“The most significant thing we did was to move the green to a location in front of the creek,” says Swanson. “Then we backed up the tees so we were able to keep the yardage. The creek still protects the right side of the hole, and the long hitter has a heroic opportunity to challenge the green if they want.”

The Monster’s greens are unrecognisable to returning golfers. “We added a whole lot of variety,” says Swanson. “We designed them with more contour and movement, and changed them from simple ovals to a real mix of shapes. Every day will provide a different experience for the player.”

On that twelfth hole, for example, “the left portion is easier to access, while the front right is harder,” explains Jones. “You have to think about the shot, depending on the pin location and distance required that day. If a guest is there for a week, they’re going to have a different golf course every day. The greens are sizeable enough to rotate the pin positions and change the character of the hole.”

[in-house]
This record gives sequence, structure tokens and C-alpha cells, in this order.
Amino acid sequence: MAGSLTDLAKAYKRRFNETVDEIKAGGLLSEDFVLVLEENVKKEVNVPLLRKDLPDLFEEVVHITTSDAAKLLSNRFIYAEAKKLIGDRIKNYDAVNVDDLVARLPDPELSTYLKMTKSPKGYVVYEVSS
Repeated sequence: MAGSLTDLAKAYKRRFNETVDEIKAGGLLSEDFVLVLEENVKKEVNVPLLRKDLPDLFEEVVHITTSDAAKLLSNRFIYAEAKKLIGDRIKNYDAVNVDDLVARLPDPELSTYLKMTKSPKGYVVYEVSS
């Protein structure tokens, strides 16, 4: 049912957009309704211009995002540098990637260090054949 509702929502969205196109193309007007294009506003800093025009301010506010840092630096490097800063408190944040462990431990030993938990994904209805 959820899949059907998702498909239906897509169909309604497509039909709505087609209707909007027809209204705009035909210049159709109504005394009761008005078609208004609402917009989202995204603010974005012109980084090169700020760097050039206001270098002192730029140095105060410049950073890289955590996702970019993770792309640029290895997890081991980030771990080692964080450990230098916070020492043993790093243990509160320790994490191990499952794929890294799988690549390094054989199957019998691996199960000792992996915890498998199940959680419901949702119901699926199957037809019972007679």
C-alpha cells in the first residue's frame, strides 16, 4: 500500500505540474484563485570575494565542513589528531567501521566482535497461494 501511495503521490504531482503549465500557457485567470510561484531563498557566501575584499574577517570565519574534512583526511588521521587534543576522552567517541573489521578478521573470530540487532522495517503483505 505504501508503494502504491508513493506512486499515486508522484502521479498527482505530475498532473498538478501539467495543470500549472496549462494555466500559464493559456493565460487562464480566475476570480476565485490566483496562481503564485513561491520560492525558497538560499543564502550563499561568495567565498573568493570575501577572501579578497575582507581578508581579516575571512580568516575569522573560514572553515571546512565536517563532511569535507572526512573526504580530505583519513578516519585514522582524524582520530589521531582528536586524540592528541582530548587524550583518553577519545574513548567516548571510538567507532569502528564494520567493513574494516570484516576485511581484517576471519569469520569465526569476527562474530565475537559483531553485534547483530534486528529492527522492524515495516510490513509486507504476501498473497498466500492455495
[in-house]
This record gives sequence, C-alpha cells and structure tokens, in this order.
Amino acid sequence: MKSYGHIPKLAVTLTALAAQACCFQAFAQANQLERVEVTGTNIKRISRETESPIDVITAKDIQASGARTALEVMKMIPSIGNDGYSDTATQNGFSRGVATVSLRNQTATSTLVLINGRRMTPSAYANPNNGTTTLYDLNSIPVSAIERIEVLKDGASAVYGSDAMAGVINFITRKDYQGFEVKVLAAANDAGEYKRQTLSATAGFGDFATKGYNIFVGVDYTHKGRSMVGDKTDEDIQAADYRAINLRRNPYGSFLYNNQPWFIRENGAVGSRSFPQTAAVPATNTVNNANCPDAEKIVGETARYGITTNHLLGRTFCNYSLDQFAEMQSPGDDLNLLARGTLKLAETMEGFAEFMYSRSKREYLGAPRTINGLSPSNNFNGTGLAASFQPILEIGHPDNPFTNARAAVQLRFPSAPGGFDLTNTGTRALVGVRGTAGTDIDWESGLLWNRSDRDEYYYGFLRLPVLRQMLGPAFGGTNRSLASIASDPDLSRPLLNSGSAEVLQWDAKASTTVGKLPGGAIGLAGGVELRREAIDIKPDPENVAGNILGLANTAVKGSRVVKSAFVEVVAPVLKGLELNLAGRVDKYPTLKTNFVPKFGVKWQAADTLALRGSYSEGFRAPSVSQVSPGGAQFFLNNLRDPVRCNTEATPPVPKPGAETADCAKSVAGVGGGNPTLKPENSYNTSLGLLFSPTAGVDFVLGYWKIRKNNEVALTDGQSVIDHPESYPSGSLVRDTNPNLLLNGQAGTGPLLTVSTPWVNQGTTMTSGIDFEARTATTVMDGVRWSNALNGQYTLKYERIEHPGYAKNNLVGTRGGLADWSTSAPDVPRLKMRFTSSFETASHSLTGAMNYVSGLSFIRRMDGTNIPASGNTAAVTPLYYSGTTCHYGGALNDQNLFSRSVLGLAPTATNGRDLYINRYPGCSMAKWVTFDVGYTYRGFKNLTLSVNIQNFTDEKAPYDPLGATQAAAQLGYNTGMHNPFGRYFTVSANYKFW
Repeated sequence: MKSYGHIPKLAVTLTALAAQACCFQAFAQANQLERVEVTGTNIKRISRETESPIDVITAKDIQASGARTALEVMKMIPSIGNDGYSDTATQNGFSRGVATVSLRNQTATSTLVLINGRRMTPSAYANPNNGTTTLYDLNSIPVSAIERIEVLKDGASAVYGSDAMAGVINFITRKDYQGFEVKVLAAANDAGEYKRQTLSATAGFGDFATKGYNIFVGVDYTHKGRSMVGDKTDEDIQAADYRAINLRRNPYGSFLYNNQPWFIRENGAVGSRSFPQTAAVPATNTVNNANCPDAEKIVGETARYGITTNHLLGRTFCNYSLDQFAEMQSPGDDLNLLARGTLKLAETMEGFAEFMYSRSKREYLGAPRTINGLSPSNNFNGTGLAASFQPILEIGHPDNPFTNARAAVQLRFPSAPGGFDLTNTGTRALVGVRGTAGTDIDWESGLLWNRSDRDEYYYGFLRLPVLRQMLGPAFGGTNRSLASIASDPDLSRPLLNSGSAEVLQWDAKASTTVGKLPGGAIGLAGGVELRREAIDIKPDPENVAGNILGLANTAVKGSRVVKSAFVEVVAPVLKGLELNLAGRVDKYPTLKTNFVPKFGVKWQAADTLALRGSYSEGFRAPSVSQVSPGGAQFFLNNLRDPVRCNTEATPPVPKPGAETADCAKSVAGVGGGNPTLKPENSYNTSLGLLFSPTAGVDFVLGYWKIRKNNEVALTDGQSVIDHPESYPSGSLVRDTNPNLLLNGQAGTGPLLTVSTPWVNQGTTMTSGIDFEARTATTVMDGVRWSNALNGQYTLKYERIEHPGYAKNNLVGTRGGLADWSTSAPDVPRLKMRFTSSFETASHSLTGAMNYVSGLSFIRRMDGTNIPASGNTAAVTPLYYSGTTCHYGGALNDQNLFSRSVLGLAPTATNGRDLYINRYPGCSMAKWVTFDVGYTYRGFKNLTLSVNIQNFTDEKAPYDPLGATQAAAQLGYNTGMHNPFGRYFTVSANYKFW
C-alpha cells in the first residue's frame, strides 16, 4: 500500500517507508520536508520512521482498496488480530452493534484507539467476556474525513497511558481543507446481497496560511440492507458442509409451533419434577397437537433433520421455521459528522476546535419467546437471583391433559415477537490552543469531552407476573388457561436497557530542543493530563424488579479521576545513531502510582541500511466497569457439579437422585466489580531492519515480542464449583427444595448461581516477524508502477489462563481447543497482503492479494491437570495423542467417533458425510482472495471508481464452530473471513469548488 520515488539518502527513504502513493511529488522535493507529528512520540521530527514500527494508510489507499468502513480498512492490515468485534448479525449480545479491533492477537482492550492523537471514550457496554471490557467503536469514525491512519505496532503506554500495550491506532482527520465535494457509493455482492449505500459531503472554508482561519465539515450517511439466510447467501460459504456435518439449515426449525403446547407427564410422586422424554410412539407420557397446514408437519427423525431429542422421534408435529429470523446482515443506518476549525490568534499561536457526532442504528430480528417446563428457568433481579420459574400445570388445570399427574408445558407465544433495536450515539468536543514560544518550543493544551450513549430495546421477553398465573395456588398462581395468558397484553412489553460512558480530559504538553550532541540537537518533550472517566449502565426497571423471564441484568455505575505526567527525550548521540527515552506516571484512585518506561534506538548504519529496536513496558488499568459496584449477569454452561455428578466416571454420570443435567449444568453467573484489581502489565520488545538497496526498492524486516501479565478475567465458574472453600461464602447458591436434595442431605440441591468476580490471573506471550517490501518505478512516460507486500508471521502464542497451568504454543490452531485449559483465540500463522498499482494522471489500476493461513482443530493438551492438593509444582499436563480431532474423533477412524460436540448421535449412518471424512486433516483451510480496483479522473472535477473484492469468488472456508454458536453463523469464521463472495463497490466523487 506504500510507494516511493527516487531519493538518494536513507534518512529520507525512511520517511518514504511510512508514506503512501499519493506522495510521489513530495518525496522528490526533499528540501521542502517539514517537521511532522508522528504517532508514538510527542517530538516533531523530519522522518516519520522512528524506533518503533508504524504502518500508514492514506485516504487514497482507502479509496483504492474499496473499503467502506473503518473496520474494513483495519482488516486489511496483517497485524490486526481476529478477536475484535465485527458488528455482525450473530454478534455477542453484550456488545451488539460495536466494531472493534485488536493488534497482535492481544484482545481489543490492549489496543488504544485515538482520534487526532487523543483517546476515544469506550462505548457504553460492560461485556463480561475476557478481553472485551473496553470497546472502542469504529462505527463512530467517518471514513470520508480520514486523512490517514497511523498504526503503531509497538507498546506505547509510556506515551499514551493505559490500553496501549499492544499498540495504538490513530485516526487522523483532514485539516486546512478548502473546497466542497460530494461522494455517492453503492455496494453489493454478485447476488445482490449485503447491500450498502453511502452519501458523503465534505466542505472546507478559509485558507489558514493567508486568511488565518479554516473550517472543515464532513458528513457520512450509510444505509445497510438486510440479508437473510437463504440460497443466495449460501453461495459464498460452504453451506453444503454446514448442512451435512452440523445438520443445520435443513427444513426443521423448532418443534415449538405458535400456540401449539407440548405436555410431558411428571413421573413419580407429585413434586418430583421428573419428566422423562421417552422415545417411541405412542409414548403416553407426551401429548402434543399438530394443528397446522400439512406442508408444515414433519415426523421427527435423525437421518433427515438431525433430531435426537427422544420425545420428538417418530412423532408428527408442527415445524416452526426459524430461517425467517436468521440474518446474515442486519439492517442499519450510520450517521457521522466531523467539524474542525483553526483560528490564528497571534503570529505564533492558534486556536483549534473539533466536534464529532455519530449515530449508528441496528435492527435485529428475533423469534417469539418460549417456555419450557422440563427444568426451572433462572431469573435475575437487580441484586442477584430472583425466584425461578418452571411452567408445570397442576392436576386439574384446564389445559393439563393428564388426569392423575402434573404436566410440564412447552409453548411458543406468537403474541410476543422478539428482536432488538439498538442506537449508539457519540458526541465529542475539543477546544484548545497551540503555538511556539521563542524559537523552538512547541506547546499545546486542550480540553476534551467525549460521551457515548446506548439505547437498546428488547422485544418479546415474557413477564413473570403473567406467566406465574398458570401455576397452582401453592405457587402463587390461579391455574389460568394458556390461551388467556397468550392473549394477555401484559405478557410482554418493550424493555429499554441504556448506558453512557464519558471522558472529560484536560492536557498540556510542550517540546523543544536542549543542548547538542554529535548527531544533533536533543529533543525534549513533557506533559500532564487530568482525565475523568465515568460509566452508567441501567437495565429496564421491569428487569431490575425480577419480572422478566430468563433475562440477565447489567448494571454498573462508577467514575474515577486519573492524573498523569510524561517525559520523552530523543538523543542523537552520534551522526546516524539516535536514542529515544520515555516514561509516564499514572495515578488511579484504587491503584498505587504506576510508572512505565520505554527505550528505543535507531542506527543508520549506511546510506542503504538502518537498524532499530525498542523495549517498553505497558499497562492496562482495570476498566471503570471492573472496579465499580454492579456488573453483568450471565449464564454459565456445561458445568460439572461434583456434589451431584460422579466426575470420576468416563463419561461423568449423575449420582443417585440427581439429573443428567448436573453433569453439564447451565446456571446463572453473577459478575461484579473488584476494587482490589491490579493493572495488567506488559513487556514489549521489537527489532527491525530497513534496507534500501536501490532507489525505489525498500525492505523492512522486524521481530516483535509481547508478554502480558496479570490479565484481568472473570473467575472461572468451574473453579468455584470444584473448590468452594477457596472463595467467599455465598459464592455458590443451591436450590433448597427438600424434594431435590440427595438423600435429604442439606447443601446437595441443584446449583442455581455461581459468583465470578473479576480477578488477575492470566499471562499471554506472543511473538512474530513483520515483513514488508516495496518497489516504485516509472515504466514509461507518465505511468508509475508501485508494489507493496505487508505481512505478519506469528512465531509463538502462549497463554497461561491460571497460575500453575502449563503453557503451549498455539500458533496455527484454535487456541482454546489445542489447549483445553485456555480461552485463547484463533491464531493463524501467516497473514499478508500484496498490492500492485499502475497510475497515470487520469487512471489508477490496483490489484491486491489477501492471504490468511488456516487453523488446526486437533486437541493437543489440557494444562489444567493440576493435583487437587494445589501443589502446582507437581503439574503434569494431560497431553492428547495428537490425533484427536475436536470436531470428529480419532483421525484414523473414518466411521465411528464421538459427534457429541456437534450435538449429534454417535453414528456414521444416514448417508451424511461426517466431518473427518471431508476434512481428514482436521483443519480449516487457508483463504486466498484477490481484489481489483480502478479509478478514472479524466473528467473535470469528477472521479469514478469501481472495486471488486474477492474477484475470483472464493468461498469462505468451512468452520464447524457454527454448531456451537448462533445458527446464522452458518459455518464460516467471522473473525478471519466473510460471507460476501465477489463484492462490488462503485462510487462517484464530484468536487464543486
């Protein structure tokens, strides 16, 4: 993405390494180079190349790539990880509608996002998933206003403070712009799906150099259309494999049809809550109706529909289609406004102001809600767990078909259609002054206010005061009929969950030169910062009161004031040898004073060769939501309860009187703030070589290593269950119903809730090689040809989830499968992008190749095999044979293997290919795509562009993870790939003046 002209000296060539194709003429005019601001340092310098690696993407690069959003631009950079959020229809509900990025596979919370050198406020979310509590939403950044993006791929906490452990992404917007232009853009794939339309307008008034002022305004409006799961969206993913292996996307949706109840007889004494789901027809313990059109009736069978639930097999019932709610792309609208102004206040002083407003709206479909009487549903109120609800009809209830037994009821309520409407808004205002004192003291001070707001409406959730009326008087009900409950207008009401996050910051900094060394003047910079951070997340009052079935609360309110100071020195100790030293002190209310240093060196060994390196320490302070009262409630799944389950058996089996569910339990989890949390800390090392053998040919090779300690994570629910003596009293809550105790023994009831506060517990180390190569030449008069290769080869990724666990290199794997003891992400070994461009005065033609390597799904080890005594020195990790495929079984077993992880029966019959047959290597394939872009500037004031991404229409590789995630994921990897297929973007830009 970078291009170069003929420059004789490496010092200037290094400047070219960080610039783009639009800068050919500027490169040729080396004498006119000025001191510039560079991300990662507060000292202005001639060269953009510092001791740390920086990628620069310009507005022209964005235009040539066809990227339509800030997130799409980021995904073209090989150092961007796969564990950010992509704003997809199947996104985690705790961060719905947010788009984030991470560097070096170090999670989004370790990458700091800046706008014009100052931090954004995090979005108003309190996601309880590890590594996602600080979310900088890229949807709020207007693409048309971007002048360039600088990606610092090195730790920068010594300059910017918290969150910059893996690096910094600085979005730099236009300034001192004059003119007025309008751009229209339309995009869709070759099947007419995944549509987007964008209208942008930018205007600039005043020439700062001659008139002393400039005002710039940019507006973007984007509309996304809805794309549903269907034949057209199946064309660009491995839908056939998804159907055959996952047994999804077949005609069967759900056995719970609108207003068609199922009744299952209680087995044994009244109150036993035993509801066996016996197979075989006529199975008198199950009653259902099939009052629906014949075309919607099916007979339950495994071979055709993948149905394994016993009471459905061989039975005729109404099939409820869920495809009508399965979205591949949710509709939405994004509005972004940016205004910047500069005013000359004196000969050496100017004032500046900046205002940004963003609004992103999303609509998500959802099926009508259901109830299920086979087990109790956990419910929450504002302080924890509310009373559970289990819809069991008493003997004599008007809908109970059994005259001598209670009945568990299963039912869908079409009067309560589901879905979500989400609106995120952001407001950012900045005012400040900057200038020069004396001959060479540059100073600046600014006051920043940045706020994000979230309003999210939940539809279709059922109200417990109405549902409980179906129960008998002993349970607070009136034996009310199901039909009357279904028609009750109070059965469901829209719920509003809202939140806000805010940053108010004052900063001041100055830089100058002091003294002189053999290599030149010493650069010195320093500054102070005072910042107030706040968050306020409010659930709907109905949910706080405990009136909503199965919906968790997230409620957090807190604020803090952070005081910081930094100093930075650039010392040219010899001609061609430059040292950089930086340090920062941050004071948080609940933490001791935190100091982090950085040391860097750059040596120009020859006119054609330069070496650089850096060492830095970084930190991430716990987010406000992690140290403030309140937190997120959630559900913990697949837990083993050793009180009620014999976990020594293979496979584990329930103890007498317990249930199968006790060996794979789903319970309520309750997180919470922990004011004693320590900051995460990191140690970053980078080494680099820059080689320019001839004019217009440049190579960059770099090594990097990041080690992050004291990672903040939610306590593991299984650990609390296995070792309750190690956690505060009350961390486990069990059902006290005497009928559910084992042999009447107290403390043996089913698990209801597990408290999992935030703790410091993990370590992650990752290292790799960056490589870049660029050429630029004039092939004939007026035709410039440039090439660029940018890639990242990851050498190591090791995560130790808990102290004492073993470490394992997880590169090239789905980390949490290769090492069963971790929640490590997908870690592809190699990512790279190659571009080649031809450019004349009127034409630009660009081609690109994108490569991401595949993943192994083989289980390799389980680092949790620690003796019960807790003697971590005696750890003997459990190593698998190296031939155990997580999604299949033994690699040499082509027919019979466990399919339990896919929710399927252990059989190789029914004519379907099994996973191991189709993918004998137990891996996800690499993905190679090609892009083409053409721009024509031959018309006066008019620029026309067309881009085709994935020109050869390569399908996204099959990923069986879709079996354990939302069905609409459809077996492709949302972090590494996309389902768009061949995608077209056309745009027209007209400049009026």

The new Monster has six sets of tees, allowing it to be played from 5,250 to 7,325 yards – which is still 325 yards shorter than Finger’s 1960s design.

There are moments of familiarity, particularly on the back nine. The corridors of the former seventeenth and eighteenth have been used for the sixteenth and eleventh. And the new closing hole occupies the former ninth, but now the green has been moved onto a rock outcrop. “Golfers are going to be treated to a beautiful but challenging hole which could be considered one of the strongest holes you’ll see in the state of New York” say Jones.

This Monster may be kinder, but it still has some bite.